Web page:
Pentagon team scouts Colorado sites for Guantanamo prisoners

FILE - In this June 7, 2014 file photo, the entrance to Camp 5 and Camp 6 at the U.S. military's Guantanamo Bay detention center, at Guantanamo Bay Naval Base, Cuba. The Obama Administration’s struggling crusade to close the U.S. detention center at Guantanamo Bay, Cuba, is mired in state and federal politics, and frustrated White House and Pentagon officials are blaming each other for the slow progress releasing approved detainees and finding a new prison to house the remainder. (AP Photo/Ben Fox, File)

MIAMI (AP) — A team of Pentagon officials began scouting sites in Colorado on Tuesday as potential alternatives to hold prisoners from Guantanamo Bay as part of the long-stalled effort to close the controversial detention center on the U.S. base in Cuba.

The team planned to assess facilities at the Federal Correctional Complex in Florence and the state penitentiary in Canon City as alternatives for a “limited” number of detainees from Guantanamo, said Navy Cmdr. Gary Ross, a Pentagon spokesman.

They are looking at what changes would be needed to the facilities in Colorado to detain the prisoners and to hold proceedings for those facing trial by military commission, Ross said.

The Pentagon team also has also surveyed the Disciplinary Barracks at Fort Leavenworth, Kansas, and the Naval Consolidated Brig in Charleston, South Carolina.

President Barack Obama has sought to close Guantanamo since taking office but has been thwarted by Congress, which has banned transferring prisoners to the U.S. and placed restrictions on sending them abroad.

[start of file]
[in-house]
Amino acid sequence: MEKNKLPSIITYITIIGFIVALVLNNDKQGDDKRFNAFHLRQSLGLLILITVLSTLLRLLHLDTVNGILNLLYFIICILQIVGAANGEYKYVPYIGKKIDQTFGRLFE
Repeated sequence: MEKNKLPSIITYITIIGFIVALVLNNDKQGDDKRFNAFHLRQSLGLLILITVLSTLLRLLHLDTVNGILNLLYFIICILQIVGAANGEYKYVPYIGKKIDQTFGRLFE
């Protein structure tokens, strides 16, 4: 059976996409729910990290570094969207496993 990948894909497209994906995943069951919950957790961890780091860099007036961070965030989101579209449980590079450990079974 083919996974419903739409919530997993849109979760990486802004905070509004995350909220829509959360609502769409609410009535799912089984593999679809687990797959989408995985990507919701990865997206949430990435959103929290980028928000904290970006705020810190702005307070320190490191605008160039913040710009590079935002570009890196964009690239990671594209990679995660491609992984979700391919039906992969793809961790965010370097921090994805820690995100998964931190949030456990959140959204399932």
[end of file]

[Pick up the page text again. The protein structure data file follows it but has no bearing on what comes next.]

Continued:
The Obama administration is seeking to lift the ban but faces opposition in Congress, including from members opposed to moving prisoners to their districts. Human rights groups and detainee advocates say they also object to continuing to hold prisoners indefinitely without charge at any location.

Among the sites that are being assessed by the Pentagon team is the Supermax in Florence, Colorado, which has been dubbed “Alcatraz of the Rockies,” and already holds convicted terrorists.

The U.S. holds 114 prisoners at Guantanamo, including 54 who have been cleared for release. The rest are either facing trial by military commission or have been determined by the government to be too dangerous to release but are not facing charges. provides commenting to allow for constructive discussion on the stories we cover. In order to comment here, you acknowledge you have read and agreed to our Terms of Service. Users who violate these terms, including use of vulgar language or racial slurs, will be banned. Please be respectful of the opinions of others. If you see an inappropriate comment, please flag it for our moderators to review.

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